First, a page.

The show was opened by cousins of the Wainwright clan, the Mittenstrings. They’re a small band of two women and one man who sing all together with the accompaniment of a keyboard, guitar, the occasional banjo, harmonica and, yes, of course, it’s a folk band, the AUTOHARP. Instrument of my bygone hippie childhood, how I at once both adore and revile thee for thine tinny sounds. The Mittenstrings are, as they proclaim themselves to be on Le Poisson Rouge’s listing of the event, “young and new, shiny and cute.” They’re well-dressed and have a general ease onstage. Their harmonies are closely woven together and lead singer Lily Lanken’s voice is so obviously a member of the Wainwright-McGarrigle family that their music felt like an update and extension of Martha Wainwright’s self-titled first album and Kate McGarrigle’s heartbreakingly honest ballads (when Martha Wainwright later proclaimed two members of the group her cousins, the entire audience laughed and applauded, as if to say, “Well, obviously!”) The song 105 was far and away their best song of the evening. It’s simple, with lots of “doos” and “las” and yet the lyrics are cute and clever, starting with “I want to be your missed connection” a reference to the personals section of the same name on craigslist.com (which I love to troll late at night in between reading Wikipedia’s list of ghost ships). The driving rhythm and, once again, brilliant harmonies make this a standout on their record, as well. Their album strays into some pop territory, which doesn’t quite fit with their dreamy folk aesthetic and was, in fact, omitted from their live show. When they started their set, the audience was chatting, ordering food and drinks and uninterested in anyone onstage who was not Martha Wainwright, but the Mittenstrings successfully captured our attention. So subtle and quiet was their entrance into our psyche that, by the end of their set, we were surprised to find ourselves silent and dreaming along with them.

Martha Wainwright’s set opened with the song, “Le Chant d’Amour”. As the piano and the double bass played a series of tremolos, which mimic the sound of bows moving fast back and forth on strings, Wainwright’s voice soared out above the audience, grabbing us by the throats. There wasn’t room for an extra sound in the house. The song is a bit anticlimactic, but no one seemed to mind. She pleads in French, “let me sing” and no one denied her the privilege. She is not just a singer, but a true entertainer, using the circular stage to include every part of the room in her performance. Her band includes the virtuoso pianist Thomas Bartlett, her husband Brad Albetta on the double bass and the incomparable Doug Wieselman on the guitar and the clarinet. C.J. Camerieri and Will Holshouser joined in occasionally on the trumpet and the accordion respectively adding a decidedly French touch to the sound.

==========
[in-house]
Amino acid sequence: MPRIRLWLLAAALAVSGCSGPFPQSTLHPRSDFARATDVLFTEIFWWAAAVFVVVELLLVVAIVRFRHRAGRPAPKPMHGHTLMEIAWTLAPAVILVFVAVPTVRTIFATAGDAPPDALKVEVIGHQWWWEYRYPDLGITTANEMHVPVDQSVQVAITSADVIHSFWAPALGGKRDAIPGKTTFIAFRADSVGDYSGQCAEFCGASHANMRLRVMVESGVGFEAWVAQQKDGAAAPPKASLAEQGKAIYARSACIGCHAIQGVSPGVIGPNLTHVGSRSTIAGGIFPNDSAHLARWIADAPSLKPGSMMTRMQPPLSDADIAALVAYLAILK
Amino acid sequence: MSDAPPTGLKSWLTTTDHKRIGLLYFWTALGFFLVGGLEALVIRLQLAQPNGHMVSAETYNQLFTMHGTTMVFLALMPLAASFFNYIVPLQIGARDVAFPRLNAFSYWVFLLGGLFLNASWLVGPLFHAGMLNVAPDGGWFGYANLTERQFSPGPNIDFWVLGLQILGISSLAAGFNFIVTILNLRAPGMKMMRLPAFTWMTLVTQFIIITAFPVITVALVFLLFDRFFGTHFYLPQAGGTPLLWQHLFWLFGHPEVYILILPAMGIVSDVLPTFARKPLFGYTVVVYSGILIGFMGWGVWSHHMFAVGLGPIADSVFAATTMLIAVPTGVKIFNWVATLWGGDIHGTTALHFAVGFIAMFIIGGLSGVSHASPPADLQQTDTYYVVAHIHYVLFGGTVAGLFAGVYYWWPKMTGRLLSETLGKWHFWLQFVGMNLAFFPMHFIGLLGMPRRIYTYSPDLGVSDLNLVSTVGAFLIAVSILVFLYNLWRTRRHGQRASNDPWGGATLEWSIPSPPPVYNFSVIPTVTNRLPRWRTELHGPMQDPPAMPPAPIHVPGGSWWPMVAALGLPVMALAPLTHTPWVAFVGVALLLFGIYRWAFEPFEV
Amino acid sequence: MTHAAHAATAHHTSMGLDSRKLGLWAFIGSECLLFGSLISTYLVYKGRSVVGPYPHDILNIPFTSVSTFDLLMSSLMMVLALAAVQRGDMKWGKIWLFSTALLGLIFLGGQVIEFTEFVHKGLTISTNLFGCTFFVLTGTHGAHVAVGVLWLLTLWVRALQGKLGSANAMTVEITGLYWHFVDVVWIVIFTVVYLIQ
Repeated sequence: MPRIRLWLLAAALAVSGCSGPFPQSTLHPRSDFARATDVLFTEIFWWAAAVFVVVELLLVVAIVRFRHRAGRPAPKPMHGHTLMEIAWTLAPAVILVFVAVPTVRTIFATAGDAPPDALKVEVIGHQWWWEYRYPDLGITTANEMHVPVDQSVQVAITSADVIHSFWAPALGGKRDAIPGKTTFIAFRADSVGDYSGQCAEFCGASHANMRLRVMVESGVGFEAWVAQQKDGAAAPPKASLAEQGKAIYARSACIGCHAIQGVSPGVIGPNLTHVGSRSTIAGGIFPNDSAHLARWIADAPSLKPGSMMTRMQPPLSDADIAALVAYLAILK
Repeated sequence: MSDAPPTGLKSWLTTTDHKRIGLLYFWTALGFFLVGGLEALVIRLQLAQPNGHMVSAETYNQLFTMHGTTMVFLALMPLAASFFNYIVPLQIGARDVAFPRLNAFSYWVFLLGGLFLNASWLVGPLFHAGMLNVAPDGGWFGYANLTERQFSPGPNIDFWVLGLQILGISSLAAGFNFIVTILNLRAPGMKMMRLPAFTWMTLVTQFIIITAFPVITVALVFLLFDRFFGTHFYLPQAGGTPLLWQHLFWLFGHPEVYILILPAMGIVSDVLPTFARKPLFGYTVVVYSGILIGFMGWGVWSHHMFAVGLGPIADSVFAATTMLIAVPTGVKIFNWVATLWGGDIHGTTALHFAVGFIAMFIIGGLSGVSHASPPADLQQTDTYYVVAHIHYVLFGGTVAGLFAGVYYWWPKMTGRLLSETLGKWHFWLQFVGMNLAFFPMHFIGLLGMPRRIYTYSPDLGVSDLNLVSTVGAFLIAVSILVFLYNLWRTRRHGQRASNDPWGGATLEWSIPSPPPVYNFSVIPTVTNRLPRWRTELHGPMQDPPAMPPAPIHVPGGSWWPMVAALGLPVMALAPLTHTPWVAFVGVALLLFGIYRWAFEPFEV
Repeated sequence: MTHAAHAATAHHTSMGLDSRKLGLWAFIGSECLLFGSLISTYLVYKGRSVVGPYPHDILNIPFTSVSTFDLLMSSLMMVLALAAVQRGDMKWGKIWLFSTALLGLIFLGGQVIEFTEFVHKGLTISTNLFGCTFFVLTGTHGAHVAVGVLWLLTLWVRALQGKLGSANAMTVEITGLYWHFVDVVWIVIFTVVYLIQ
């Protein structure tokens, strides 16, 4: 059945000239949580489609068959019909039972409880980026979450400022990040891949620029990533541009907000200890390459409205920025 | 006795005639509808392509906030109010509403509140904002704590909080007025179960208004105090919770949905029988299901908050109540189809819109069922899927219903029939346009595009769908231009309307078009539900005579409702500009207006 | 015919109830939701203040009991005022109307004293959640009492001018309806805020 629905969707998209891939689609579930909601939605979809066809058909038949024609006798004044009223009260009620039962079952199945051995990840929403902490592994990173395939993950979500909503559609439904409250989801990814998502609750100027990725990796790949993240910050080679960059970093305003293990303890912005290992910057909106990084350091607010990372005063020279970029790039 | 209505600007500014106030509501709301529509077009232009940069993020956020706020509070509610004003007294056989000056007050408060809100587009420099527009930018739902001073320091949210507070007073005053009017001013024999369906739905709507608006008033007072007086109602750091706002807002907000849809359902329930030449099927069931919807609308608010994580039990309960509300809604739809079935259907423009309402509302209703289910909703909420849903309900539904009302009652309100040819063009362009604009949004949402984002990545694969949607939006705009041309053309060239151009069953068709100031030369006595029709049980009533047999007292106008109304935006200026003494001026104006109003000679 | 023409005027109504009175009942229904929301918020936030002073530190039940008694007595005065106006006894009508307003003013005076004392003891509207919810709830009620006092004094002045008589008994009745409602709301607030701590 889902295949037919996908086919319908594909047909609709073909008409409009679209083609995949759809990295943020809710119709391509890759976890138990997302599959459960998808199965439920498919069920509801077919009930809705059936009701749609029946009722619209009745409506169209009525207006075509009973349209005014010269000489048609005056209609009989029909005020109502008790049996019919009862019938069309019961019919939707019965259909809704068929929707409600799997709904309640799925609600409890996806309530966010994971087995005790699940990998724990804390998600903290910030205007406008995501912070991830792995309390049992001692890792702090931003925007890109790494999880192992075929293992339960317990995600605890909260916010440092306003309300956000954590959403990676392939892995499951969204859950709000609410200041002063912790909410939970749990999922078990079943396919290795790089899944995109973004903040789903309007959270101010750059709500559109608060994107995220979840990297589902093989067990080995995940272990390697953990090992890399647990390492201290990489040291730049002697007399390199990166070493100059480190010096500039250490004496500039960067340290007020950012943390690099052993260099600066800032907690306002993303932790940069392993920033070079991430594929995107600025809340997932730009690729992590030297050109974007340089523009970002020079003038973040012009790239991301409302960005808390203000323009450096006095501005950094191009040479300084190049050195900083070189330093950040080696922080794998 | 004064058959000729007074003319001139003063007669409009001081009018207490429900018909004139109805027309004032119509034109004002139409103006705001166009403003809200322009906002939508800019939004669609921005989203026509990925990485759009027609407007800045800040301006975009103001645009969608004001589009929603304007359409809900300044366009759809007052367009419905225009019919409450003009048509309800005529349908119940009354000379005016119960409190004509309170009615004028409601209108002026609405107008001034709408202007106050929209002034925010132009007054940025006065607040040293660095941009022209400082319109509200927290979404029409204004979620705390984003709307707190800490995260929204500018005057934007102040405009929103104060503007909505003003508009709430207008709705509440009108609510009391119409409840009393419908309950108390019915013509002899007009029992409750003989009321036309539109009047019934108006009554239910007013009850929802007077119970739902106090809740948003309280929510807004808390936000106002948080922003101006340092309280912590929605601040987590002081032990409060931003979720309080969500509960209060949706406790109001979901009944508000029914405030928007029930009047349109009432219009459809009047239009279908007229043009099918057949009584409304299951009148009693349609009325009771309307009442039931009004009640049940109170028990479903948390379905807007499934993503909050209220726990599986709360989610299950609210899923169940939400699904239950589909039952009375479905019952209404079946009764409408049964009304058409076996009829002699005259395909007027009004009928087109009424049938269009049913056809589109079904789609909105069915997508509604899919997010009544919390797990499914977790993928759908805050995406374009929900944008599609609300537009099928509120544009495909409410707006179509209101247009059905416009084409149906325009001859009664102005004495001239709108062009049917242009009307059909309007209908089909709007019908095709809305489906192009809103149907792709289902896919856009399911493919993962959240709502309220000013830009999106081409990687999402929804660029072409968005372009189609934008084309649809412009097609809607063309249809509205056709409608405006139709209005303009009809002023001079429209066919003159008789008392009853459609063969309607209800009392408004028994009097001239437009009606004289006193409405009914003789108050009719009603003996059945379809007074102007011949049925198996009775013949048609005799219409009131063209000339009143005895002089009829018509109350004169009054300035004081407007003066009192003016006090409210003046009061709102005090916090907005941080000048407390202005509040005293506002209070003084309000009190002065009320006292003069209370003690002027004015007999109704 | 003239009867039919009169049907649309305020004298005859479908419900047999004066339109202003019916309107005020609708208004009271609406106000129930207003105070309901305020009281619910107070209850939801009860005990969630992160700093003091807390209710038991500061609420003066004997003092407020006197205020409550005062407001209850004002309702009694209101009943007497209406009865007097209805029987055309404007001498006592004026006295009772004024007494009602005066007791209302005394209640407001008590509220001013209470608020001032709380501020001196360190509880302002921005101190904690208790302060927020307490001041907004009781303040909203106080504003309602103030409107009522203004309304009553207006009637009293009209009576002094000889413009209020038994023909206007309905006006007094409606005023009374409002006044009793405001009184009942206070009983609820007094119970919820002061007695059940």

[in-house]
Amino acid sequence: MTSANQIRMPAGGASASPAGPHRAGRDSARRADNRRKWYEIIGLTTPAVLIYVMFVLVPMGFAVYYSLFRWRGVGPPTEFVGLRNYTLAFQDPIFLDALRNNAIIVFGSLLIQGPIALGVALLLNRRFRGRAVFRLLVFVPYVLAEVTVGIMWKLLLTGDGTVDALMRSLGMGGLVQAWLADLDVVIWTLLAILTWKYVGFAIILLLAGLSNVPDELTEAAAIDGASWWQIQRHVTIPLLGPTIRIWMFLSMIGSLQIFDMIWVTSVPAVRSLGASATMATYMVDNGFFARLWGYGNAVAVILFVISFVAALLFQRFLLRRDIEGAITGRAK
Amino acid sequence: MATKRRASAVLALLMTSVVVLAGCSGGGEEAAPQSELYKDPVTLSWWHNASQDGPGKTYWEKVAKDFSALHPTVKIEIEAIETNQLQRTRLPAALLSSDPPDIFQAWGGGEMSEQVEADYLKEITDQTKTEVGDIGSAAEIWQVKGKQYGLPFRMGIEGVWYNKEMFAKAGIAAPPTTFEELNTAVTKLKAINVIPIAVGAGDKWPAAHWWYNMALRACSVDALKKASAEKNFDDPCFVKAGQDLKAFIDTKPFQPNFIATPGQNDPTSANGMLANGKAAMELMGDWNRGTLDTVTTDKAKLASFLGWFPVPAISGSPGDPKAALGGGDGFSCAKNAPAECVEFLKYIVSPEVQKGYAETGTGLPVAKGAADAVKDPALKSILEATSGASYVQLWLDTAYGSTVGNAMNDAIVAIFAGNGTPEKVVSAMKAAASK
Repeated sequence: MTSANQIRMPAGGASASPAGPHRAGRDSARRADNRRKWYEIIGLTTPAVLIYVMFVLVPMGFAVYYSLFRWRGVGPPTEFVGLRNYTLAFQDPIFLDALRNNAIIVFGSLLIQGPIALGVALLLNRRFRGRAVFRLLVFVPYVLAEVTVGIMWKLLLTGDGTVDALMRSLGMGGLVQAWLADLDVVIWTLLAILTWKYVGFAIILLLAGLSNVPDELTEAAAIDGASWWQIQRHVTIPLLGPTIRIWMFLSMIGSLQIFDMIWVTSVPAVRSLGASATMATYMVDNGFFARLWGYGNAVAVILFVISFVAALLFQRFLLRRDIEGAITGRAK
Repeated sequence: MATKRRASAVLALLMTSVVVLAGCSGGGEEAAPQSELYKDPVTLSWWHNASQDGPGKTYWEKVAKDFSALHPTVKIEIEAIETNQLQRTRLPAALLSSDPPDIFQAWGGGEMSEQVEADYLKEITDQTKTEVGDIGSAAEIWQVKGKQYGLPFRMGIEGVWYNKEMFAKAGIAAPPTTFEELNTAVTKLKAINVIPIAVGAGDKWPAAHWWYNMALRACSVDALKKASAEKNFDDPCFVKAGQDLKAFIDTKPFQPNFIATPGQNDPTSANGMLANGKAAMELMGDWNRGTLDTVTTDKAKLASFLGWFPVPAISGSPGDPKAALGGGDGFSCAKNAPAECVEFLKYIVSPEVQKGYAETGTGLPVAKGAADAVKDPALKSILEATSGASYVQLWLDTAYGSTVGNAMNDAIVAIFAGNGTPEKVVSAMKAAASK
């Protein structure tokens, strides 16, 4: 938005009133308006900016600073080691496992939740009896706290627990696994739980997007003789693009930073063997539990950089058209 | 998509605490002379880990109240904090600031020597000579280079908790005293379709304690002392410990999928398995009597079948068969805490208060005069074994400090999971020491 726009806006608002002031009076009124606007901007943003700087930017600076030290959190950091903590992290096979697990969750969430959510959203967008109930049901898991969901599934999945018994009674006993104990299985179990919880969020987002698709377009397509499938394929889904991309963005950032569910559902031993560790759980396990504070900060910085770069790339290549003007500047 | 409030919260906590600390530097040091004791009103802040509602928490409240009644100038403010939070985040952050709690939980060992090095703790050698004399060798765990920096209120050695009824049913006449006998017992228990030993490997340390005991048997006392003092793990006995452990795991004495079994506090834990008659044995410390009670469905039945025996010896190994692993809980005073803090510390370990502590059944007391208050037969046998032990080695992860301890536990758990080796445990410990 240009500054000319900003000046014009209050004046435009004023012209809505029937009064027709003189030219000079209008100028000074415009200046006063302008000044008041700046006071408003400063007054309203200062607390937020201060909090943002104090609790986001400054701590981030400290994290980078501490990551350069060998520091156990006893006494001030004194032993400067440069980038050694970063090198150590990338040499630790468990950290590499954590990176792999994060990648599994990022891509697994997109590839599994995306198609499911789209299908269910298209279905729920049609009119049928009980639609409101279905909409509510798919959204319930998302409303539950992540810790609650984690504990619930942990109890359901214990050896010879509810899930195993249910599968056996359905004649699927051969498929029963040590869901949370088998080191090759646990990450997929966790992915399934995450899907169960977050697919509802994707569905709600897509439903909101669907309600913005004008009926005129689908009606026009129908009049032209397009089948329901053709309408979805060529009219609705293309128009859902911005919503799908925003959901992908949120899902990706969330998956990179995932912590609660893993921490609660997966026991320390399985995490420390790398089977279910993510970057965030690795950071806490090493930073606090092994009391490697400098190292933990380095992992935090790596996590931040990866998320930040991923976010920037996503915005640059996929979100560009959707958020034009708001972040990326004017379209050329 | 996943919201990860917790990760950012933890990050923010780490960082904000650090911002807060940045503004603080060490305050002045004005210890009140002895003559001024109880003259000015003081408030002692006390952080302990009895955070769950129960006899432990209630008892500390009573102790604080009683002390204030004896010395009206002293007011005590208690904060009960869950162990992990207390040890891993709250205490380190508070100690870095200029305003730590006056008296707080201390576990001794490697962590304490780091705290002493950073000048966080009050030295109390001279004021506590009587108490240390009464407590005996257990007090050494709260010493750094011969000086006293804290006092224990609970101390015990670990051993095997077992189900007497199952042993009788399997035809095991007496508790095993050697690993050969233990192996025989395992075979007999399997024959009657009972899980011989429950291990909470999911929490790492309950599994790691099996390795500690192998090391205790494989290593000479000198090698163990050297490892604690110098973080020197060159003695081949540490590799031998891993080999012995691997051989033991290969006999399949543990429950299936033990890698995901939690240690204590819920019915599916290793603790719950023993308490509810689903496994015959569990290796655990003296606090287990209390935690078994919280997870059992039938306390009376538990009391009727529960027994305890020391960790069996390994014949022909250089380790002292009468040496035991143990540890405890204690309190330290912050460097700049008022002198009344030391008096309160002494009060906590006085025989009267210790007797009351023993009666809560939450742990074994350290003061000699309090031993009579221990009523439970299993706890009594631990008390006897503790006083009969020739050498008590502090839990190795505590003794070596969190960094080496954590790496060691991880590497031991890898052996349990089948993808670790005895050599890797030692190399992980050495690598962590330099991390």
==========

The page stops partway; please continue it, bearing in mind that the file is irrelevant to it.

She is terribly funny and gave brief, raunchy introductions to almost every song. She explained at once point, “all of these songs are either about a young, old, or middle-aged prostitute or a young, old, or middle-aged drunk,” which is a fairly accurate description as many of Piaf’s songs were written to allude to her past life on the streets of Paris. Wainwright chose many lesser-known songs and left out a few of the brilliant, yet tired hits. Non, Je ne regrette rien and La Vie en Rose were mercifully absent. It can be intensely difficult to cover a song with so much collective memory behind it. Audiences occasionally have a hard time accepting a different version of a song they can whistle in their sleep. While informed by Piaf’s theatrical style and captivating conviction, there was no imitation here. Wainwright put her own distinct intention behind these tunes and her voice slips and slides between the notes in a torrent of emotion. One of her best songs of the evening was “Le Brun et Le Blond”, a bluesy, jazzy sexy tune about a girl who can’t decide between two men, a serious, tormented brunette and a joking, fun-loving blond. As the story comes to an end, the blond kills himself, saying, “I’ve laughed enough.” Wieselman’s guitar solo during this song brought the audience to our feet, marveling in the fusion of good old-fashioned american “my woman left me” blues with iconic French languor.